Also, the league under David Stern has regularly been ahead of the curve on so many issues, whether sports-related or in a societal context, that it's not surprising that Collins felt comfortable enough to open up.
The NHL would be an interesting study, if only to see how the heavy international influence would affect the conversation. I'm guessing it would also be overwhelmingly positive, because Canada and several European countries have already legalized same-sex marriage nationwide.
Now you've brought in same-sex marriage, which is a logical extension of this topic. Collins touched on it in his Sports Illustrated story, and I'm sure he'll be asked to weigh in with his opinion going forward. Yes, we've had straight players address it, but the argument is incomplete unless we hear from those whom any new legislation would directly affect.
This should be about rights and opportunities. It shouldn't be about sexual orientation. The saddest part of this story is that Collins felt compelled to explain who he is and why he feels the way he does. No one should ever have to do that. Opinions require explanations. Feelings should be allowed to exist on their own.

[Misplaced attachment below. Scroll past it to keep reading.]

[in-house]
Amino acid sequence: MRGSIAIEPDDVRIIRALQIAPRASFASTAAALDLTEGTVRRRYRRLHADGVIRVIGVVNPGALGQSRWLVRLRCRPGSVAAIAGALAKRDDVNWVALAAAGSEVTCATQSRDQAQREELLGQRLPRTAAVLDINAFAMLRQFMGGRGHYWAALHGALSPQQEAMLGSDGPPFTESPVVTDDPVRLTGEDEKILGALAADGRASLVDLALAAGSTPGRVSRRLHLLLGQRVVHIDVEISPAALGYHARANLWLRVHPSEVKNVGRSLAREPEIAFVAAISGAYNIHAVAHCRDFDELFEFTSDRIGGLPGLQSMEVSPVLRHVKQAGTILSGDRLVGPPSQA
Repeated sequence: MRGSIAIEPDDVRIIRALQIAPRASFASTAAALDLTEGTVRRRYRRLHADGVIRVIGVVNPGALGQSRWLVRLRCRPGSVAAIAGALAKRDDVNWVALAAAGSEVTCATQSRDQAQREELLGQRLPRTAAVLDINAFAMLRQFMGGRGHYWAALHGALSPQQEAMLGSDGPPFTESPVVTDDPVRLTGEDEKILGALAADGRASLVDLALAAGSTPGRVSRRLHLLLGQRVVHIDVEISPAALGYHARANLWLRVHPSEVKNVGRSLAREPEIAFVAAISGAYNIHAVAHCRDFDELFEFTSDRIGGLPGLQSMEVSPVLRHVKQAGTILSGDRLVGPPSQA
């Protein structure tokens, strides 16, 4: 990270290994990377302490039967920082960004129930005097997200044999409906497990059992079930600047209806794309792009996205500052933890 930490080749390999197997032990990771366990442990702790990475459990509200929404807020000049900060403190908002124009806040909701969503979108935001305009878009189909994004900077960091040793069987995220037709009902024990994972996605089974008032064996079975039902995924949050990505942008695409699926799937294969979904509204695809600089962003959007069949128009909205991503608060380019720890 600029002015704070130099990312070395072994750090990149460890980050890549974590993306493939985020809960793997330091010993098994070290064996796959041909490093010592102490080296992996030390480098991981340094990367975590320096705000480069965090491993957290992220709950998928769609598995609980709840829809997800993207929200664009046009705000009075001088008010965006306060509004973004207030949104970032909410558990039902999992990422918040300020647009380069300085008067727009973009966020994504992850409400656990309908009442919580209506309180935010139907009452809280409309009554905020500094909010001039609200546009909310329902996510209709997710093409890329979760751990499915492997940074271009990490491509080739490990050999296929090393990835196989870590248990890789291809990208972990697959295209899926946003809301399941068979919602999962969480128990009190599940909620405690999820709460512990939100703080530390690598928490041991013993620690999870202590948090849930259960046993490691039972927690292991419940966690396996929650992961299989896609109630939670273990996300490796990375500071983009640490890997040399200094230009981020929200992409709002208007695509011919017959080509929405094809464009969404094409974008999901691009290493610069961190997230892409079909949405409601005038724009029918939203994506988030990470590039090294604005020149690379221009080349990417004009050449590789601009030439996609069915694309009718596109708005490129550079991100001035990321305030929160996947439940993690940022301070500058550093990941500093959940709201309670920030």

Somehow, the way one person feels initiated a national talkfest this week. Somehow, in all of the celebration and persecution, we skipped over the fact that what we're really talking about here is love and attraction ... and since when have they ever been easy to define or debate?
This right here, J.A., the conversation alone, it's what's most important as we look ahead.
The more this subject is discussed, the more educated everyone will be on it, the difficulties that come with it and the truths and mythologies associated with it.
For that, Collins has already done an incredible service to everyone in the sports community and far beyond.
People will still make their mistakes -- and there will be plenty who still refuse to fully accept not only being openly gay in sports, but homosexuality in general -- but that's all part of growth.
For now, Collins will be the active athlete who will have to respond when any of those issues crop up. But now that he has broken through this barrier, perhaps there will be others who fight the status quo and join him in a courageous act of honesty.